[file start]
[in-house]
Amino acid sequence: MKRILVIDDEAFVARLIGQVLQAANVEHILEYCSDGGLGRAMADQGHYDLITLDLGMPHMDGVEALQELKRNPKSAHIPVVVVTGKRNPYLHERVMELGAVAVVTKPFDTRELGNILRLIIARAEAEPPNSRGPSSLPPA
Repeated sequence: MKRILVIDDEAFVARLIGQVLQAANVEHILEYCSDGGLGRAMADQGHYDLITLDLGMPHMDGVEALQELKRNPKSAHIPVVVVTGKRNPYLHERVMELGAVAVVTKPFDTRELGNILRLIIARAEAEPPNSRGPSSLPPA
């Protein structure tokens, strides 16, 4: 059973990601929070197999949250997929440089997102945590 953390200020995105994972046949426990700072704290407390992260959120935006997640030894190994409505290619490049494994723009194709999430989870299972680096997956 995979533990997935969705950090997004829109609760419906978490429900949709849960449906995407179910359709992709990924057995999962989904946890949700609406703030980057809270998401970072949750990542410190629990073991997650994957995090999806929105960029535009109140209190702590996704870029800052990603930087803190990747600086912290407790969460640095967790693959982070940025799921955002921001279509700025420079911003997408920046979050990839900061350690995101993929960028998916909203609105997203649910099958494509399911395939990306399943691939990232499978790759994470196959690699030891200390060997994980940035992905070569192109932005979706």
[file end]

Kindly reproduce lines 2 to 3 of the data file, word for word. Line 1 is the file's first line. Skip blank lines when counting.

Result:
Amino acid sequence: MKRILVIDDEAFVARLIGQVLQAANVEHILEYCSDGGLGRAMADQGHYDLITLDLGMPHMDGVEALQELKRNPKSAHIPVVVVTGKRNPYLHERVMELGAVAVVTKPFDTRELGNILRLIIARAEAEPPNSRGPSSLPPA
Repeated sequence: MKRILVIDDEAFVARLIGQVLQAANVEHILEYCSDGGLGRAMADQGHYDLITLDLGMPHMDGVEALQELKRNPKSAHIPVVVVTGKRNPYLHERVMELGAVAVVTKPFDTRELGNILRLIIARAEAEPPNSRGPSSLPPA